Plastics improve food supply
100 years of plastics – this also includes important innovations for the agricultural sector. The accurate use of various types of plastic protects sensitive arable crops and secures the food supply for large parts of the population – while using resources in a sustainable fashion. At the same time, plastic pipes prevent water and nutrients from being wasted.
Protecting with films
Cultivating crops in greenhouses or under plastic foils allows to reduce the use of pesticides. Thus, agricultural products grow under ideal conditions, protected against extreme weather events or pest.
Covering the soil with a plastic film reduces the evaporation and helps to keep the soil moist. This mulching improves the temperature conditions for the plant roots, protects against erosion, and diminishes the growth of weed and, thus, the competition for water and nutrients.
At the end of their lifecycle, the plastics industry helps to retrieve plastics from agriculture. The collection system ERDE, for example, a unique recovery concept for harvest plastics, is expected to help collect and recycle 65 percent of all marketed silage films and stretch films in Germany by 2022.
Preventing crop losses
Indispensable is also plastics packaging: it protects food and keep it fresh for longer. And it makes sure that less food spoils. In developing countries, around 50 percent of the food perishes already before reaching the consumers, according to some estimates – i.e. after the harvest, during transportation, or while being processed. In Europe, this rate amounts to only three percent.
This is also due to plastics packaging, which is able to triple the storage capability of food thanks to their unique characteristics. For example, a British retail chain managed to reduce the spoilage rate from 16 to 4 percent with an optimised packaging for meat. This saves money, water, and carbon dioxide: the production of one kilogram of beef alone releases up to 13 kilograms of carbon dioxide, while the production of a plastic packaging for meat produces only about 200 grams of carbon dioxide.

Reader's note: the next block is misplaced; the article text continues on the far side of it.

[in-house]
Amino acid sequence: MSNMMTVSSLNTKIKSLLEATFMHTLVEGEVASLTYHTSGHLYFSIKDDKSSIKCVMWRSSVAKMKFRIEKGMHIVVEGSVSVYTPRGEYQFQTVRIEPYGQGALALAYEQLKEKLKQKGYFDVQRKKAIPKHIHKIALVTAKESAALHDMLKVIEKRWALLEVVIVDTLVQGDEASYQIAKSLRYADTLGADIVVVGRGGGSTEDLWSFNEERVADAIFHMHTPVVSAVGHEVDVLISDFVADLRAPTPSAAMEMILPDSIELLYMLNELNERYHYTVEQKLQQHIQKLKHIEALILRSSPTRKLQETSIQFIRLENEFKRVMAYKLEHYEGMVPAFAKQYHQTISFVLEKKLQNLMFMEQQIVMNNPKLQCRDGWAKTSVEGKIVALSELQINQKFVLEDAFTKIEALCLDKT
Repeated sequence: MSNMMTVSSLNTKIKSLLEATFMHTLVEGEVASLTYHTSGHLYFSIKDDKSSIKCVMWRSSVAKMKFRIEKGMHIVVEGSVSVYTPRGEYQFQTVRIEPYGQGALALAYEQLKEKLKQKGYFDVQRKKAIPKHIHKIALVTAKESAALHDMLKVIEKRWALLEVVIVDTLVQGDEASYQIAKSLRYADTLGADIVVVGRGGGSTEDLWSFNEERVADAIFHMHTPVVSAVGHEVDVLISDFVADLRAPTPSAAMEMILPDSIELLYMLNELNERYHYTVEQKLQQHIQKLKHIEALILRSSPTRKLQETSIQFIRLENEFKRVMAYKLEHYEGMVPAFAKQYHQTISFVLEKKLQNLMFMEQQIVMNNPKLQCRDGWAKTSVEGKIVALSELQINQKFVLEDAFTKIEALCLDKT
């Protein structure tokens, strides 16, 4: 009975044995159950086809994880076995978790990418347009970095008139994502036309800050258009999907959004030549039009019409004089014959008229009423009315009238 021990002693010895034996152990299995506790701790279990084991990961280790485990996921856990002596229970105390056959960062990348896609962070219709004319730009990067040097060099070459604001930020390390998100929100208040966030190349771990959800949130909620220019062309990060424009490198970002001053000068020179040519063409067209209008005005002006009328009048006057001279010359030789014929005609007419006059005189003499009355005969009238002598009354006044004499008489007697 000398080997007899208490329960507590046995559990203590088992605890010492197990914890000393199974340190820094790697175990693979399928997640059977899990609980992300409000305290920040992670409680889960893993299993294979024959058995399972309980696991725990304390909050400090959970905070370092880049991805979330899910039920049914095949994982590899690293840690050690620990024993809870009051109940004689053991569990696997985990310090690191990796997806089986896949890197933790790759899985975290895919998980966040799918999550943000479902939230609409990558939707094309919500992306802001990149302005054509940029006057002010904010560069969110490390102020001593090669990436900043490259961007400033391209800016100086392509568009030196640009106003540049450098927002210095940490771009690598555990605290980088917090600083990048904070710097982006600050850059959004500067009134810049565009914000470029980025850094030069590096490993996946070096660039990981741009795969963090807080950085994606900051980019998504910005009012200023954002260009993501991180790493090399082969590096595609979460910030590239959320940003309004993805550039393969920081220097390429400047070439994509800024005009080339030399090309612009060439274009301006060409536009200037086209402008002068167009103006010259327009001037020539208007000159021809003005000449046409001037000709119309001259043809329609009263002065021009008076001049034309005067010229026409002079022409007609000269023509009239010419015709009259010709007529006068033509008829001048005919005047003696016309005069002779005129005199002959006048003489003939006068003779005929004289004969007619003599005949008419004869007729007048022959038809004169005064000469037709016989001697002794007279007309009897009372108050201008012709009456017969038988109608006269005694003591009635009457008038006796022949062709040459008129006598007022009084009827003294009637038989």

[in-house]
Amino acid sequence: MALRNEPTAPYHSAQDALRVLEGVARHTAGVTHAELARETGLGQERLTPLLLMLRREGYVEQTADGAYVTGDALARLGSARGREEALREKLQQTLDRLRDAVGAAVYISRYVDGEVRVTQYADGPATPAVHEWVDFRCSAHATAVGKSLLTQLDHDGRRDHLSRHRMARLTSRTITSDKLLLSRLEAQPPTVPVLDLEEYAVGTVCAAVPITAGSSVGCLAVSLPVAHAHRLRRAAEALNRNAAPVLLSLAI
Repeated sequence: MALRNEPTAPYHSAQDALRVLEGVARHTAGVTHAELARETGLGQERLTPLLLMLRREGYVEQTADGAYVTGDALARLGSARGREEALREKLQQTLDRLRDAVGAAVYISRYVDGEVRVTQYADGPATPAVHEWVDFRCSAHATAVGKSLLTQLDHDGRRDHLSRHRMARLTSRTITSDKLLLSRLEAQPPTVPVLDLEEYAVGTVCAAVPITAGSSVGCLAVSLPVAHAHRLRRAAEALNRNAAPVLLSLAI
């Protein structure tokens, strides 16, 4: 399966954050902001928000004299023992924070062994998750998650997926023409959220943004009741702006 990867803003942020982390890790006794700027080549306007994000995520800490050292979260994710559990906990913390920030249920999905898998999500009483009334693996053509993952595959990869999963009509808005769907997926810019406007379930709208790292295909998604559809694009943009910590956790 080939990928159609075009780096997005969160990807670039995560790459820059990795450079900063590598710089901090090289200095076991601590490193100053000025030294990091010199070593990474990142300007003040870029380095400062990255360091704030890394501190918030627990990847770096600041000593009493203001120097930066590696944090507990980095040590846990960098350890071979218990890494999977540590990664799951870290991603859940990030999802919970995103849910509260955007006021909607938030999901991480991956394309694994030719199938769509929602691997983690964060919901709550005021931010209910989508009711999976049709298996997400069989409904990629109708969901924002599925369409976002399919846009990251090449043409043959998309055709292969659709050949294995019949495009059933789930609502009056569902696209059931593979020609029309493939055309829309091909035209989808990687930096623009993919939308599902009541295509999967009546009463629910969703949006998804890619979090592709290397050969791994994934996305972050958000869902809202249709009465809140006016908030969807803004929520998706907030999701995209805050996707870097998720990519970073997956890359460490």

Helper in times of need
Worldwide, more than one billion people do not have access to clean water. According to the World Health Organisation, 1.8 million people die every year from the consequences of gastro-intestinal diseases caused by contaminated water. Plastic filters in mobile water treatment plants used in arid regions contribute to safeguarding water resources in a sustainable fashion. Such lightweight, easy-to-use, and low-cost plants convert large quantities of wastewater into drinking water on the spot. A plastic case with polymer filter membranes approximately 30 centimetres long, removes viruses and bacteria without any need for electricity or chemical substances. This drastically reduces the risk of gastro-intestinal diseases.
However, plastics also help in a far more profane way: plastic pipes, for example, are excellent means for safe and clean transportation of water across the globe. They protect drinking water against contamination. And wastewater does not leak into the environment, contaminating valuable farmland – as leakages are extremely unlikely with plastic pipes.